22 July 2017 - 10 June 2018

Radical Clay

Teaching with the greatest potters of the 1960s

Work by world famous potters was used in Bristol’s classrooms fifty years ago. Run by Bristol Education Committee’s Schools Art Service, and later administered by Avon County Council, the aim was to inspire children’s creativity by showing them the very best in new ceramic work.

This exhibition shows the work of the radical potters collected by the Art Service.  Their ground-breaking work in the late 1950s and early 1960s was creating a new language for ceramics. Alongside post-war optimism and as part of the anti-industrial, anti-consumer counter culture of the ‘60s there was new interest in craft and the handmade.

Encouraging children’s and young people’s creativity was seen as an important part of the strategy for post-war education. Is investing in children’s creativity by showing them the very best still something to aspire to?

Pioneering potters

The most striking thing about the Schools Art Service collection is the number of leading potters of the time represented. These include Bernard Leach and Michael Cardew, ground-breaking makers from the first generation of studio potters who began working in the 1920s and 30s. From the post-war period are examples by Lucy Rie and Hans Coper whose innovative ceramics have become timeless classics.  The Service was also collecting work by contemporary makers, many women, who were developing more sculptural forms.

First generation studio potters

The first studio potters rejected standardised white factory-made tableware for a different aesthetic that for them was more true to the materials and processes of making.  The very first pieces, of tableware, bought for the Service in 1951 were from the Leach Pottery at St. Ives. Bernard Leach set up the pottery in 1920. He is sometimes seen as the father of studio ceramics and had a powerful influence through his writing, lectures and ceramics for the next sixty years. Michael Cardew trained with Leach before setting up potteries at Winchcombe in Gloucestershire Cornwall and later working in Africa. Cardew and his work, which took inspiration from the ceramics of North Devon and Crete, was also an enormous force in shaping a generation of potters, many of whom he trained.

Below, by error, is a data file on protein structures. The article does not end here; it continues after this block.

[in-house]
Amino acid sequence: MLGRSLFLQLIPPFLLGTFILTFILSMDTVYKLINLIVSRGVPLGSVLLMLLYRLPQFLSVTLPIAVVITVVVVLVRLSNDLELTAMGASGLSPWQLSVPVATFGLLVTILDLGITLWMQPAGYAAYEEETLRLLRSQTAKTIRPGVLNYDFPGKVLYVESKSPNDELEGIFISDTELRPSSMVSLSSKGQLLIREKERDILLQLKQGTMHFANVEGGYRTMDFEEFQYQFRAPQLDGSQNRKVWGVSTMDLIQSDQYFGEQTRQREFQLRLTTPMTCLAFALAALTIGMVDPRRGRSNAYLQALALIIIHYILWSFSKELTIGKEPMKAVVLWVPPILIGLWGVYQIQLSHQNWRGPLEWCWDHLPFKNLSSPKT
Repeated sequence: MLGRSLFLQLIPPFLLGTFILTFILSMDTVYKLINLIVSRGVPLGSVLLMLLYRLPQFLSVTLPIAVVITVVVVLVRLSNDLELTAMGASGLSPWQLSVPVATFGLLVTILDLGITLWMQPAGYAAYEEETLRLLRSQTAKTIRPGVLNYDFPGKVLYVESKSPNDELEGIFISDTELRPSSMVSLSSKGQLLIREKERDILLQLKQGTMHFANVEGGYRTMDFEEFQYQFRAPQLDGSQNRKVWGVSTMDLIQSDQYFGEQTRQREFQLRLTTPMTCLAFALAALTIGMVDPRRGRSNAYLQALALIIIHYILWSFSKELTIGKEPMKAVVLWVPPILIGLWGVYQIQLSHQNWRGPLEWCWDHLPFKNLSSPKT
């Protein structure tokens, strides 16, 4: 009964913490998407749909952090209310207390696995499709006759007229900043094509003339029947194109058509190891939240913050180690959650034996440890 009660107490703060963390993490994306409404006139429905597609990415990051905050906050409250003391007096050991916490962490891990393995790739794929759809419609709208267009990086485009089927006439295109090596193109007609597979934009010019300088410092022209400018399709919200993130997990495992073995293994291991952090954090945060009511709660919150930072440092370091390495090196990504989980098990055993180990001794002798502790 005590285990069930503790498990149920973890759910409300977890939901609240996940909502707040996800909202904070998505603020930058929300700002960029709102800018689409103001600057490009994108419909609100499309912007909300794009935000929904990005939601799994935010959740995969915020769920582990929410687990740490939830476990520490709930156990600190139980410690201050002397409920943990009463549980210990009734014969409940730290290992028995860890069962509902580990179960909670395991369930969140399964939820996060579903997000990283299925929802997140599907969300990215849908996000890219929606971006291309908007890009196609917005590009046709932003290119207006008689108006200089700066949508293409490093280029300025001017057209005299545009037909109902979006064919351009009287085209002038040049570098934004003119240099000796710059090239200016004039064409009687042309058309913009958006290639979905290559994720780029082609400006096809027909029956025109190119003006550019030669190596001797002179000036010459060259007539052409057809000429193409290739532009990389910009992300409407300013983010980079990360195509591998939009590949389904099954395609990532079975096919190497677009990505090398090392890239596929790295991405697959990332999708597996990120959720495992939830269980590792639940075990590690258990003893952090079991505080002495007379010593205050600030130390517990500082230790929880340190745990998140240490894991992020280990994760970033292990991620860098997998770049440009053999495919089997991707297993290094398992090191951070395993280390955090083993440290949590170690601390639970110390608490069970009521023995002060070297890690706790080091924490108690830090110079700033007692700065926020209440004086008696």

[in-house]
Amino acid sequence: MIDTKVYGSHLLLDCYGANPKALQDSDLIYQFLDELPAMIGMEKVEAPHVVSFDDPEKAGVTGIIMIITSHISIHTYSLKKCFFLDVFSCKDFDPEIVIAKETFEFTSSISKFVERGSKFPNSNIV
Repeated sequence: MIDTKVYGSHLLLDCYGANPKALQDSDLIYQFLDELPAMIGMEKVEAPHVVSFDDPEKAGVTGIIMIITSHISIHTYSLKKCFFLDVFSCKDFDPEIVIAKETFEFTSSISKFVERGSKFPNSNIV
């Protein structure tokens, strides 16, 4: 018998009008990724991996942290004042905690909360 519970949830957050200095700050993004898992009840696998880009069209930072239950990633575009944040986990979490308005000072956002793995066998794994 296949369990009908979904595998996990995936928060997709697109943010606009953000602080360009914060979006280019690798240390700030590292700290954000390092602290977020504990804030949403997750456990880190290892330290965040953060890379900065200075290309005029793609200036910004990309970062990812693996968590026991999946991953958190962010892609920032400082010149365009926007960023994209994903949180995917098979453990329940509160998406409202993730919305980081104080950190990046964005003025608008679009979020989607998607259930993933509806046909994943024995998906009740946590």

Vase by Lucy Rie, 1960

Vase by Hans Coper, 1966

Teapot by Michael Cardew, about 1954

Vase by Bernard Leach, 1941-50

Jar by Janet Leach, 1959

Bottle by Bernard Leach, about 1958

Jar by Shoji Hamada, about 1958

Large Jar, by Janet Leach, 1966

Jar by Janet Leach, 1969

Vase by Katharine Pleydell-Bouverie, about 1955

Vase by Hans Coper, 1970

Women making waves

There is a long tradition of women working as potters and women, such as Katharine Pleydell Bouverie, were associated with studio pottery from its beginnings in the 1920s.

Lucy Rie, one of the most important potters of the post-war period came to Britain as a refugee from Austria in 1938. Working in London with Hans Coper she developed her own distinct ‘metropolitan’ style, with a strong link to European contemporary design.

Ruth Duckworth and Gillian Lowndes came to prominence in the early 1960s. Both shaped new ways of thinking about clay, taking a sculptural approach. Duckworth was born in Germany and came to Britain as a refugee in 1936. Her monumental one-off hand-built pots owed little to anything that had gone before.

Ceramic historian Paul Rice, commenting on the collection in 2003, noted the work by Janet Leach, Ruth Duckworth and Gillian Lowndes as being of ‘national interest’ and often ‘exceptional quality’.

Local makers

The Schools Art Service had a strong connection with Bristol Technical School, now the University of the West of England. For a while they shared premises at Queen’s Road and later Bower Ashton. The School was important for ceramics, especially under the inspiring leadership of George Rainer, and many of the leading potters of the day worked as visiting lecturers, including Lucy Rie and Ruth Duckworth. The Service collected from them as well as some student examples from college shows. Former student John Ablitt recalls his work being acquired but not being paid. Local makers in the collection, many of whom had been students at the college, included Denny Long who recalls selling a raku chess set to the Schools Art Service based on Japanese ceramics.

Pot by Colin Thornburn, 1963

Tall jar by John Dan, 1960

Jar by Peter Smith, 1981

Jar by Dan Arbeid, 1959

Pot by Gillian Lowndes, 1967

Vase by Gillian Lowndes, 1963

Pot by Ruth Duckworth, 1960

Sculptural form by George Rainer, 1981

Vase by Ruth Duckworth, about 1961

Dish by Robin Welch, 1967

Dish by Ruth Duckworth, 1950-60

Dish by Ruth Duckworth, 1961